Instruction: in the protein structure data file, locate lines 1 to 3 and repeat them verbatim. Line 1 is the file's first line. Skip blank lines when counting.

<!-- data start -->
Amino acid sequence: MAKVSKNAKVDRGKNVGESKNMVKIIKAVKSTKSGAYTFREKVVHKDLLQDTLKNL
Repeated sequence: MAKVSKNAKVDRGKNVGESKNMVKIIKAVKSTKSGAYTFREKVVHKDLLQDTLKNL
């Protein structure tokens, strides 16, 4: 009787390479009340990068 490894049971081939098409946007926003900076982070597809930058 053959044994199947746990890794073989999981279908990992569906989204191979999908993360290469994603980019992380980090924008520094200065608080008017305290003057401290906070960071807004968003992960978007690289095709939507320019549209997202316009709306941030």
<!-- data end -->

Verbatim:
Amino acid sequence: MAKVSKNAKVDRGKNVGESKNMVKIIKAVKSTKSGAYTFREKVVHKDLLQDTLKNL
Repeated sequence: MAKVSKNAKVDRGKNVGESKNMVKIIKAVKSTKSGAYTFREKVVHKDLLQDTLKNL
């Protein structure tokens, strides 16, 4: 009787390479009340990068 490894049971081939098409946007926003900076982070597809930058 053959044994199947746990890794073989999981279908990992569906989204191979999908993360290469994603980019992380980090924008520094200065608080008017305290003057401290906070960071807004968003992960978007690289095709939507320019549209997202316009709306941030």